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  • Author or Editor: Kristi Barckley x
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Pear texture is similar to that of apple—firm and crispy—and is one of the potential alternatives to apple. However, at a crispy stage the taste is flat. Improving the taste of pears is considered the key to the success of pear salad. This study evaluated the effect of harvest maturity on the quality of pear salad. Fruit were harvested at commercial maturity or 1 month delayed. After 2 and 5 months (1 and 4 months for delayed harvested fruit) of storage at –1 °C, fruit were sliced (eight to 10 wedges per fruit), treated with an anti-browning dip, packaged in zip-lock bags (10 pieces per bag), and stored at 1 °C for up to 21 days. Delayed harvested fruit were larger in size (≈12.5% increase in weight), had lower flesh firmness (≈5 N decrease), lower titratable acidity content (≈20% decrease), and a lower phenolic content (≈45% decrease in pulp). There was no significant difference in soluble solids content. After 2 months of storage, ethylene production and respiration rate were initially lower in delayed harvested fruit in either the intact fruit or cut slices, but tended to similar after 7 days in storage. Sensory evaluation results show that about 80% of the panel preferred delayed-harvested fruit over commercial harvest, especially in terms of visual quality (71% to 92%), sweetness (75% to 93%), taste (69% to 92%), texture of skin (61% to 92%), texture of flesh (53% to 92%), and overall quality (73% to 92%) during 21 days of storage at 1 °C. After 5 months of storage, cutting surface was dry-looking in delayed harvested fruit. However, sensory evaluation showed panels still preferred the delayed-harvested fruit. The results indicate that salad quality of pears can be improved by delaying harvest.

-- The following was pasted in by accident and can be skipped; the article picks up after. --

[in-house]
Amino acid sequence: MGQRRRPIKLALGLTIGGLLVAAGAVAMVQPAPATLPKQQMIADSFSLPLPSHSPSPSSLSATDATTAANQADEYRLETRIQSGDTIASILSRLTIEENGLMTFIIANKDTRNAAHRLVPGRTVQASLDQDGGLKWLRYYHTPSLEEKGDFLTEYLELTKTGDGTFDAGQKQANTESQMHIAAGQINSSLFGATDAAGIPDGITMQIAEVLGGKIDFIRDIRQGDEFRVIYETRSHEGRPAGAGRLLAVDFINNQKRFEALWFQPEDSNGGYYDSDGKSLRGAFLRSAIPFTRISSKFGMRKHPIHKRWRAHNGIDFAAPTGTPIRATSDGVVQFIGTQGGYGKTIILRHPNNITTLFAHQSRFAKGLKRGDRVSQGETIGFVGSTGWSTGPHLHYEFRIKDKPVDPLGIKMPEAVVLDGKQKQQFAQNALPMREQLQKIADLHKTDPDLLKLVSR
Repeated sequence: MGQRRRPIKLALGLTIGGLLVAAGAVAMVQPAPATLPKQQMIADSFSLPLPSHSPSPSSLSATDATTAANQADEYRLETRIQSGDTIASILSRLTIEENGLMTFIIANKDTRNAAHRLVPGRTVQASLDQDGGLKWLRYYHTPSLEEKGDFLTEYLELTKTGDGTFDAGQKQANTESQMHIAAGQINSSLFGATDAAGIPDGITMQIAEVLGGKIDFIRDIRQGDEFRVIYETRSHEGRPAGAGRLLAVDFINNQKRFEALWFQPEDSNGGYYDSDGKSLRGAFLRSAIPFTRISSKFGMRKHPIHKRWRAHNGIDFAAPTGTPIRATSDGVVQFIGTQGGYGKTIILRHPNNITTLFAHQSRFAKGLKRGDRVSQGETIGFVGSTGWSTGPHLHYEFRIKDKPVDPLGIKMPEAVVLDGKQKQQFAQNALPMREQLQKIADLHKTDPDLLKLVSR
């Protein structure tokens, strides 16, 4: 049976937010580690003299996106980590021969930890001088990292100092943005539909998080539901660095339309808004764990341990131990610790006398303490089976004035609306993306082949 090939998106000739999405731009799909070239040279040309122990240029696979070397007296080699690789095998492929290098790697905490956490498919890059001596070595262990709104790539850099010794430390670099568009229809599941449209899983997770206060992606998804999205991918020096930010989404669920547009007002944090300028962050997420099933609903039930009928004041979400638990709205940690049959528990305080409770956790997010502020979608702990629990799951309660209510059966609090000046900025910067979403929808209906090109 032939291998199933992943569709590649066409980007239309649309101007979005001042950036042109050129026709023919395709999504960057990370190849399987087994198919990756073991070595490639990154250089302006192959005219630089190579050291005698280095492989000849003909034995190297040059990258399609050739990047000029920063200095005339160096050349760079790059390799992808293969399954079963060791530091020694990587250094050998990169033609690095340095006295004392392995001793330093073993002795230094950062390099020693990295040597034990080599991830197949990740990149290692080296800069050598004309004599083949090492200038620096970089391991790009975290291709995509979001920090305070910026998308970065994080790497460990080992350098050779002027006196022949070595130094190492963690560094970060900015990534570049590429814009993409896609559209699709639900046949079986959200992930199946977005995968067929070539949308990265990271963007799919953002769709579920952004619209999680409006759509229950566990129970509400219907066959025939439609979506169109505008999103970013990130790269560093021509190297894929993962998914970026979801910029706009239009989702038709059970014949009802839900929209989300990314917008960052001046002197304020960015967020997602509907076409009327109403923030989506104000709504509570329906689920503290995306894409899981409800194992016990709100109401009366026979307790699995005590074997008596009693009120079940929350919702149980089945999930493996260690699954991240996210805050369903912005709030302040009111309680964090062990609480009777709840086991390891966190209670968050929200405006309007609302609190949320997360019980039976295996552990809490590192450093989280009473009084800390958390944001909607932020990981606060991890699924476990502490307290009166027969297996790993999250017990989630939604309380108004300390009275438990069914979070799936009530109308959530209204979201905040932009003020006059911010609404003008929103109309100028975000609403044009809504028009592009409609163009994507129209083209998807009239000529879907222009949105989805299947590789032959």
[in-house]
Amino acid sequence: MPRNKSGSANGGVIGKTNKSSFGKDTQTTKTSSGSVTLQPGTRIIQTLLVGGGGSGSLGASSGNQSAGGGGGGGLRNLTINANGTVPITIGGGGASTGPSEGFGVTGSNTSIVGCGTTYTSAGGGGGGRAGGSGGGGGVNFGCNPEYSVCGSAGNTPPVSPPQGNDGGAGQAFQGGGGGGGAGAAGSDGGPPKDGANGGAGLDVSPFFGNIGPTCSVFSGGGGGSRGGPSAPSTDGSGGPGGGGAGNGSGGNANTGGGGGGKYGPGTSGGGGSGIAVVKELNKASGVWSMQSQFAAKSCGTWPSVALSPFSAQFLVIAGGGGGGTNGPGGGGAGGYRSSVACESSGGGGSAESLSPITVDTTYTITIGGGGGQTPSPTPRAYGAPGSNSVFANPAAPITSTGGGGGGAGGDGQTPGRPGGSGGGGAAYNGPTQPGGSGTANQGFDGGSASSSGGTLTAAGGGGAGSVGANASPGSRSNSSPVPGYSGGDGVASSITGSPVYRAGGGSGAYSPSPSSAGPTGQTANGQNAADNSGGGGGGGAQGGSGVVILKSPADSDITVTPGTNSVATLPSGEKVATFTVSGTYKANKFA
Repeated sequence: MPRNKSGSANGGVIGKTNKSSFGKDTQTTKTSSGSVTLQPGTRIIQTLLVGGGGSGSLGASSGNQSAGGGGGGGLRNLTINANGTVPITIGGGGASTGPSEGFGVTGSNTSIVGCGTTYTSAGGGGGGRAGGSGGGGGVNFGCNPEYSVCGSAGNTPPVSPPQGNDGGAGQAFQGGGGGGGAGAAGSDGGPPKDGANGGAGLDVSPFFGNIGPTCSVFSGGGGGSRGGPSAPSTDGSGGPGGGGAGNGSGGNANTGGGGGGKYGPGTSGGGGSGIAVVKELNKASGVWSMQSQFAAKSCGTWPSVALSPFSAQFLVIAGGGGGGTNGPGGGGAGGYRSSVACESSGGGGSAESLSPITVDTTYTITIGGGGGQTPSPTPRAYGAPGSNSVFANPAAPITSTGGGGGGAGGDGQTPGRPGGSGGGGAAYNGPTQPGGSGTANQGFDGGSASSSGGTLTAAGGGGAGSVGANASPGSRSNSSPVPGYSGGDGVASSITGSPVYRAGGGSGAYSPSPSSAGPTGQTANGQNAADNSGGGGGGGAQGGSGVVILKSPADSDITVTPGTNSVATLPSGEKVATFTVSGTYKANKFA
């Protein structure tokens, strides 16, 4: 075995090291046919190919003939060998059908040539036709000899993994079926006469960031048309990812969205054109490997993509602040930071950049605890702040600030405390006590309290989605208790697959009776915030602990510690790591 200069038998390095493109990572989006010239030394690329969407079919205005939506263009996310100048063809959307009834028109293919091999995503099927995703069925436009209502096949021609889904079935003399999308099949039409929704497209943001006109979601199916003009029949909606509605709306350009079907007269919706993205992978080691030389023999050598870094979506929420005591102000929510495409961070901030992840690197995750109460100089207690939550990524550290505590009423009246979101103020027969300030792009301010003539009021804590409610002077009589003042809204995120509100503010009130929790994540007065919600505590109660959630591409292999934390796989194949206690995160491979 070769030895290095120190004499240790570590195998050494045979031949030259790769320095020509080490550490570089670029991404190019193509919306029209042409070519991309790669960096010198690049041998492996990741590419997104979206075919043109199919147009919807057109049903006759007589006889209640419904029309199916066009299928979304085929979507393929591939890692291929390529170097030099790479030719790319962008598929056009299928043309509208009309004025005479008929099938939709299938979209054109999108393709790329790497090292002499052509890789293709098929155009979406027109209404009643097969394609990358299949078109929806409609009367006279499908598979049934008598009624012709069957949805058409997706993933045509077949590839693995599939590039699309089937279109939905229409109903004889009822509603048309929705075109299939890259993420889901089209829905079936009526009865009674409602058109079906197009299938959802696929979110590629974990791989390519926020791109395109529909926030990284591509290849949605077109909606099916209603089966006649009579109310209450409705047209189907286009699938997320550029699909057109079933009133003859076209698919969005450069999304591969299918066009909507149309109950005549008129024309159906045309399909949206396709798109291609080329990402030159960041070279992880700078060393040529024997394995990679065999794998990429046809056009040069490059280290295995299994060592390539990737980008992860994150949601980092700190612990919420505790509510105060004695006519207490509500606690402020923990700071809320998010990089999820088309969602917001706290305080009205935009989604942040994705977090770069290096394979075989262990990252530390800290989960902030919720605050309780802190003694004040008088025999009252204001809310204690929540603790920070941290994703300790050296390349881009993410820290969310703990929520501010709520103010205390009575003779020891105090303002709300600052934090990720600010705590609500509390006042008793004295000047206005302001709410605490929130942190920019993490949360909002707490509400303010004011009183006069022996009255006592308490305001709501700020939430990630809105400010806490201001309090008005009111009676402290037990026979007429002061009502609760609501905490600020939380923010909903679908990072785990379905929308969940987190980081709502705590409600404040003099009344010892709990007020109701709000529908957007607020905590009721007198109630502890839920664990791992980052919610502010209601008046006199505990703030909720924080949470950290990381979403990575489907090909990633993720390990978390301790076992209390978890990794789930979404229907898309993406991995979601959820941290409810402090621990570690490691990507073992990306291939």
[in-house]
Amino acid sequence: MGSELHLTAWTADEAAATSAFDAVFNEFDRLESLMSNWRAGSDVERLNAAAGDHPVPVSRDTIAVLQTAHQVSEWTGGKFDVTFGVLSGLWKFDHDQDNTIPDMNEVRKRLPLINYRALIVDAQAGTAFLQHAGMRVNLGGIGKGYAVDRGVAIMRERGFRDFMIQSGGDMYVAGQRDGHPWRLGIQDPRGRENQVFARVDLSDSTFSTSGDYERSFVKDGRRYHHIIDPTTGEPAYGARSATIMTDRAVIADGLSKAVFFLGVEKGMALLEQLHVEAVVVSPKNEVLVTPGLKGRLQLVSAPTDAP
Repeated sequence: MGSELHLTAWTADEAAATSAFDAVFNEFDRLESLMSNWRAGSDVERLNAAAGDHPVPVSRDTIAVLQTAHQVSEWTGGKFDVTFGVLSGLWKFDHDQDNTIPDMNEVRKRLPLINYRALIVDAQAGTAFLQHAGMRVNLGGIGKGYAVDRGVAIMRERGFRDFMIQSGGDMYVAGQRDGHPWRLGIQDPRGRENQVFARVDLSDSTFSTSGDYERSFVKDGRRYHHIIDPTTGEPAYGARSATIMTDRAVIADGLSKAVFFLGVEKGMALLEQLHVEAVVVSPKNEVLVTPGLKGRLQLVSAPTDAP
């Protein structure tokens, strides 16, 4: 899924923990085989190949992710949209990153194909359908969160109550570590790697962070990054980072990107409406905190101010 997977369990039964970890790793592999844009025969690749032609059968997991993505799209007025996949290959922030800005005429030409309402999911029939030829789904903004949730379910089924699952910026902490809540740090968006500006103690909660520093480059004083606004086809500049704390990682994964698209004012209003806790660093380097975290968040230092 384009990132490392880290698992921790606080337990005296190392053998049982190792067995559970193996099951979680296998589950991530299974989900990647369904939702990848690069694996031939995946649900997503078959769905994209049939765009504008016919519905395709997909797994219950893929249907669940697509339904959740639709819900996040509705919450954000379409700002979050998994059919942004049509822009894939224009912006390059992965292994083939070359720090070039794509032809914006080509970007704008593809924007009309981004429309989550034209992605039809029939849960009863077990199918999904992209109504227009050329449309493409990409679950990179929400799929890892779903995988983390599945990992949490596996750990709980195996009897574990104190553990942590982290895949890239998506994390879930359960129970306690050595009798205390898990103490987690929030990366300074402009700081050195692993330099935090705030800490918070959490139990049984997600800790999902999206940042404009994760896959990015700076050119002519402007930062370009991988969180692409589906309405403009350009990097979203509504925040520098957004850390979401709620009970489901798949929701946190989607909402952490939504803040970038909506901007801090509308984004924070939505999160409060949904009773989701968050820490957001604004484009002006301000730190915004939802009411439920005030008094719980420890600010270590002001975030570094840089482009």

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The California almond industry is the largest supplier of almonds [Prunus dulcis (Miller) D.A. Webb] in the United States and throughout the world. Self-incompatibility is a major issue in almond production as it greatly affects nut set. In this study, we determined full-length sequences for alleles Sa - Si, determined the genotypes of 44 California cultivars, and assigned the cultivars to cross-incompatibility groups (CIGs). Newly identified S-alleles led to an increase in the number of CIGs. A pairwise distance tree was constructed using the aligned amino acid sequences showing their similarity. Four pairs of alleles (Sc and Se, Sg and Sh, Sd and Sj, and Sb and Sf) showed high sequence similarity. Because of its simplicity, reproducibility, and ease of analysis, PCR is the preferred method for genotyping S-alleles.

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